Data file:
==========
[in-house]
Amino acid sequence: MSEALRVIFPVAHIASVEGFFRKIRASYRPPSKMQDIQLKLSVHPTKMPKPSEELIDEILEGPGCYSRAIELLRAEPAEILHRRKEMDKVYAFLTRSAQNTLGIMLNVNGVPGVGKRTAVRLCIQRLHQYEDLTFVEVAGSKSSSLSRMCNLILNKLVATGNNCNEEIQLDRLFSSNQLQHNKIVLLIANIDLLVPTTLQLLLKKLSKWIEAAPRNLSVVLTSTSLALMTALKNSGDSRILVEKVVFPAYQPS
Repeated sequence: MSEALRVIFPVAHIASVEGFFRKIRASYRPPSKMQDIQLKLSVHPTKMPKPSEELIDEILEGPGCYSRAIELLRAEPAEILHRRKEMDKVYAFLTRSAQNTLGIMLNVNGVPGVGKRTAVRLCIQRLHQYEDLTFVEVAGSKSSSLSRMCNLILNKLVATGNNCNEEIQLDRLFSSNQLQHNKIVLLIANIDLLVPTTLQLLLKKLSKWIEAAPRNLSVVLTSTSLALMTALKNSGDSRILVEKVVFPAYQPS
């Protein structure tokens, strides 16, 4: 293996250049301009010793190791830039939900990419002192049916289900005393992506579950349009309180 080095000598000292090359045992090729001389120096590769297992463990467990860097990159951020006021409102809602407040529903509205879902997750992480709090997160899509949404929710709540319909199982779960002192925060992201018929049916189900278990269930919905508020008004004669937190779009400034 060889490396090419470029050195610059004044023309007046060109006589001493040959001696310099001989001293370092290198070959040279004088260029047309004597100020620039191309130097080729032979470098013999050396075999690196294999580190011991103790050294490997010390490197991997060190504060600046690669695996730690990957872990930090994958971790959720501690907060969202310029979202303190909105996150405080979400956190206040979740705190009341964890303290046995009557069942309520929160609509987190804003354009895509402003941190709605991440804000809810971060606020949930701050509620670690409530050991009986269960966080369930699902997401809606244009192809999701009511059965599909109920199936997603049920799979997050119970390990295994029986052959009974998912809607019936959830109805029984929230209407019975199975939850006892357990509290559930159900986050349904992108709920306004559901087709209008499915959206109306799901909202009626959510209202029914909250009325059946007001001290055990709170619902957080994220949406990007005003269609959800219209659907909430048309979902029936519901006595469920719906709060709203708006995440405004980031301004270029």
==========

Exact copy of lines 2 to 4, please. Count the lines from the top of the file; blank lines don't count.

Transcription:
Amino acid sequence: MSEALRVIFPVAHIASVEGFFRKIRASYRPPSKMQDIQLKLSVHPTKMPKPSEELIDEILEGPGCYSRAIELLRAEPAEILHRRKEMDKVYAFLTRSAQNTLGIMLNVNGVPGVGKRTAVRLCIQRLHQYEDLTFVEVAGSKSSSLSRMCNLILNKLVATGNNCNEEIQLDRLFSSNQLQHNKIVLLIANIDLLVPTTLQLLLKKLSKWIEAAPRNLSVVLTSTSLALMTALKNSGDSRILVEKVVFPAYQPS
Repeated sequence: MSEALRVIFPVAHIASVEGFFRKIRASYRPPSKMQDIQLKLSVHPTKMPKPSEELIDEILEGPGCYSRAIELLRAEPAEILHRRKEMDKVYAFLTRSAQNTLGIMLNVNGVPGVGKRTAVRLCIQRLHQYEDLTFVEVAGSKSSSLSRMCNLILNKLVATGNNCNEEIQLDRLFSSNQLQHNKIVLLIANIDLLVPTTLQLLLKKLSKWIEAAPRNLSVVLTSTSLALMTALKNSGDSRILVEKVVFPAYQPS
């Protein structure tokens, strides 16, 4: 293996250049301009010793190791830039939900990419002192049916289900005393992506579950349009309180 080095000598000292090359045992090729001389120096590769297992463990467990860097990159951020006021409102809602407040529903509205879902997750992480709090997160899509949404929710709540319909199982779960002192925060992201018929049916189900278990269930919905508020008004004669937190779009400034 060889490396090419470029050195610059004044023309007046060109006589001493040959001696310099001989001293370092290198070959040279004088260029047309004597100020620039191309130097080729032979470098013999050396075999690196294999580190011991103790050294490997010390490197991997060190504060600046690669695996730690990957872990930090994958971790959720501690907060969202310029979202303190909105996150405080979400956190206040979740705190009341964890303290046995009557069942309520929160609509987190804003354009895509402003941190709605991440804000809810971060606020949930701050509620670690409530050991009986269960966080369930699902997401809606244009192809999701009511059965599909109920199936997603049920799979997050119970390990295994029986052959009974998912809607019936959830109805029984929230209407019975199975939850006892357990509290559930159900986050349904992108709920306004559901087709209008499915959206109306799901909202009626959510209202029914909250009325059946007001001290055990709170619902957080994220949406990007005003269609959800219209659907909430048309979902029936519901006595469920719906709060709203708006995440405004980031301004270029």